New Eastern Outlook
by Caleb Maupin
The western media is loudly cheering for the Hong Kong protesters. The echoing call of commentators in the US and Europe is about the need for “Democracy in China.” The real goals of these protesters, who face increasing hostility from the Chinese population, are being widely questioned. Interestingly, despite the current words of US leaders, the United States government has a long record of opposing forces that fought for further democratization of Chinese society.
The “Fight for Liberty and True Democracy”
During the Second World War, the Chinese Nationalists (Kuomintang) and the Chinese Communists were aligned against the Japanese invaders. The Chinese Communist Party did most of the fighting and incurred most of the losses on the battlefield, and in the process won the hearts and minds of millions of Chinese people.
The heroism of the Chinese Communist “People’s Liberation Army,” or “Eighth Route Army” as it was called during some periods, was recognized around the world at the time. The Hollywood War movie Gung Ho features an officer of the US Marine Corps raving about their tactics. In the late 1930s, Edgar Snow’s book “Red Star Over China” sold thousands of copies throughout the US and Europe, as millions read about Mao’s army, where soldiers elected their officers and engaged in “criticism/self-criticism,” with awe and fascination.
At that time, the word “democracy” was used very frequently in the speeches and documents of Chinese Communist Party leaders. The policy that Mao Zedong and his allies implemented in liberated areas was called “New Democracy.” Mao Zedong polemicized against other Marxists who argued for a strict “dictatorship of the proletariat.” Mao Zedong’s “New Democratic Revolution” involved a “bloc of four classes” so that there could be broader representation of the population. The process the Chinese Communists called the “New Democratic Revolution” in the areas they controlled involved redistributing land, freeing peasants from enslavement by landlords, teaching people to read, and empowering women.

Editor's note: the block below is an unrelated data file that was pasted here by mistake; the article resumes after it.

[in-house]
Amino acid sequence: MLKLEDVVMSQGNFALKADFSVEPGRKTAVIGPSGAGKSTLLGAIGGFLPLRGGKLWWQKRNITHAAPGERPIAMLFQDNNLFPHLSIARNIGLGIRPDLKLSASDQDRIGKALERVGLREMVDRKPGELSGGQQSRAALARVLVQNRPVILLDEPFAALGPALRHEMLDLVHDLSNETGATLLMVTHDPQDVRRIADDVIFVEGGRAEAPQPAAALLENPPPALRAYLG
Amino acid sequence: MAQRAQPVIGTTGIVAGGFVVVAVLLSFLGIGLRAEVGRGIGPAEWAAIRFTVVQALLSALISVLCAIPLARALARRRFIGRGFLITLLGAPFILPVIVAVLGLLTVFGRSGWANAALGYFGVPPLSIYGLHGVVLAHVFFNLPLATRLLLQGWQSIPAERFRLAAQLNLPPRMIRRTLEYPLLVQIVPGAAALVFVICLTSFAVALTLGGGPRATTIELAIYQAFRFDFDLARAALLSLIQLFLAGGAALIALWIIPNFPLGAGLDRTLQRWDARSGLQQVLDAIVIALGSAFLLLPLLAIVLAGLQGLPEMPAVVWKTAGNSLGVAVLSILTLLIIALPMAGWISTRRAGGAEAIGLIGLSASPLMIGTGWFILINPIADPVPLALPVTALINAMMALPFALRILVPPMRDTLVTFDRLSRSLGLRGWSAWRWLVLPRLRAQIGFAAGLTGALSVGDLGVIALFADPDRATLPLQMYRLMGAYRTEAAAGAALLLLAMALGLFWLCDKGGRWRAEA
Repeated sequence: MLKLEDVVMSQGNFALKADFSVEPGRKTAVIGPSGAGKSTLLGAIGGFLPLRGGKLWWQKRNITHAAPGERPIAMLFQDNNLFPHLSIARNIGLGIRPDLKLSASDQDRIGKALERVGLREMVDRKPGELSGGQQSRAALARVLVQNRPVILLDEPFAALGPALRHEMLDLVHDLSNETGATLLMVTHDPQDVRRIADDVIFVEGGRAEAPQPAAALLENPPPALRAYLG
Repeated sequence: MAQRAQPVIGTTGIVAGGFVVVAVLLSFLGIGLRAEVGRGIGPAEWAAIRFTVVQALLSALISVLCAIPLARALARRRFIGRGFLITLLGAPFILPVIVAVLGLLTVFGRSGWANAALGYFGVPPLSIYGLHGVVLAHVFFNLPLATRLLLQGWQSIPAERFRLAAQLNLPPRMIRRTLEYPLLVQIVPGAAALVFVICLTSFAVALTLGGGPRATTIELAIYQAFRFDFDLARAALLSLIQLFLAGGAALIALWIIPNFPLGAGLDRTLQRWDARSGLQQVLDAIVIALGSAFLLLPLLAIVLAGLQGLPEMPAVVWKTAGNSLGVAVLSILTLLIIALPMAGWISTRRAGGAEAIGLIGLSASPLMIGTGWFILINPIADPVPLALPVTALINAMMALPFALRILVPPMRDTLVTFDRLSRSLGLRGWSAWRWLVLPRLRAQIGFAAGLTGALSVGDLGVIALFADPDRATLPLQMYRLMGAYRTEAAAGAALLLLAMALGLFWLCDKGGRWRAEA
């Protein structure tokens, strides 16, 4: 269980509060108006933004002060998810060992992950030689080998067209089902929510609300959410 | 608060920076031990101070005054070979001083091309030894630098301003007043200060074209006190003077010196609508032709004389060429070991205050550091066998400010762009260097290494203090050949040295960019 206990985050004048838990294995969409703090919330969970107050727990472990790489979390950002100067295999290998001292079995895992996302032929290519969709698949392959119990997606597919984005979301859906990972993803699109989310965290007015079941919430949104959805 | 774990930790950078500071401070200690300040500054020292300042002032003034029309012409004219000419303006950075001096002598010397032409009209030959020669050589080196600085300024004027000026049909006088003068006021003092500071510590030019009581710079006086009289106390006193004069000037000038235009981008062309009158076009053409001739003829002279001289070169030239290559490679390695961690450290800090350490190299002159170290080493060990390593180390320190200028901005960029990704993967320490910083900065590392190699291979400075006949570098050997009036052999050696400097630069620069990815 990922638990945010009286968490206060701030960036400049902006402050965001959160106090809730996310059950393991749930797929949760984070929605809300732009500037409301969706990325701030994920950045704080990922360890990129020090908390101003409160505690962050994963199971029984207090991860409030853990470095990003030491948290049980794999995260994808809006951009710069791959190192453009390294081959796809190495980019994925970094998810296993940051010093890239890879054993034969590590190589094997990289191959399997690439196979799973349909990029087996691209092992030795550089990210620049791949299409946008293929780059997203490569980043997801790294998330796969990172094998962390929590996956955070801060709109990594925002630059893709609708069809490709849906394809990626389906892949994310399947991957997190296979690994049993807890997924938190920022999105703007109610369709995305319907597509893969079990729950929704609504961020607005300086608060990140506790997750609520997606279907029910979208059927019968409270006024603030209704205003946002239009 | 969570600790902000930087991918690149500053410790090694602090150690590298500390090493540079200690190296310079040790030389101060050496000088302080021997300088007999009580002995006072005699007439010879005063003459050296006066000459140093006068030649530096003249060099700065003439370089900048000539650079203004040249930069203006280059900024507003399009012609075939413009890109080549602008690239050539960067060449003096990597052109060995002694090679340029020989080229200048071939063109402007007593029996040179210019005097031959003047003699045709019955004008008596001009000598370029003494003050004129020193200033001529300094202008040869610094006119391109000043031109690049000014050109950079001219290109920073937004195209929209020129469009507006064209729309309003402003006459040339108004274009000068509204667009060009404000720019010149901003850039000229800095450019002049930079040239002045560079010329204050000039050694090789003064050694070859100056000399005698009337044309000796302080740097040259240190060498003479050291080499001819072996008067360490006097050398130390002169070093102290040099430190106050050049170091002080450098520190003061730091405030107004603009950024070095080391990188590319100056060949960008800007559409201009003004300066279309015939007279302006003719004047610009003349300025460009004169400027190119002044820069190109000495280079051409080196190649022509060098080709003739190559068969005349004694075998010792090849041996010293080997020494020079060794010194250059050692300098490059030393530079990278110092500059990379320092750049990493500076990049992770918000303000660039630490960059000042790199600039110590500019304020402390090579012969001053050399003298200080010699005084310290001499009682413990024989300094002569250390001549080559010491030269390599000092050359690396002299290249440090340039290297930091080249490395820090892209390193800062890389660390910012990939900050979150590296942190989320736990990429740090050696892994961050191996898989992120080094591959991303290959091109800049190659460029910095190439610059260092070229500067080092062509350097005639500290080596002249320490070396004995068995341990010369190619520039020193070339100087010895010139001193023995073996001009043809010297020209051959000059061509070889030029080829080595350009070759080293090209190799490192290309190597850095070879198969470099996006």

At the time, the world Communist movement was waging a global fight to “defend democracy against Fascism.” This fight included the Soviet Red Army, which lost more soldiers in the fight against Hitler than any other. It also included the underground resistance forces in France and Germany, as well as the partisan fighters in Italy. Even the US Communist Party, which was persecuted and imprisoned in the postwar period, was calling for “democracy” and rallying the US population to support the war effort and President Roosevelt.
The governments established in Germany, Poland, Romania and other parts of Europe liberated by Soviet troops were called “People’s Democracies.” They included not just Communists, but Social-Democrats, Christians, and other sections of the anti-fascist movement.
A Revolution for Free Elections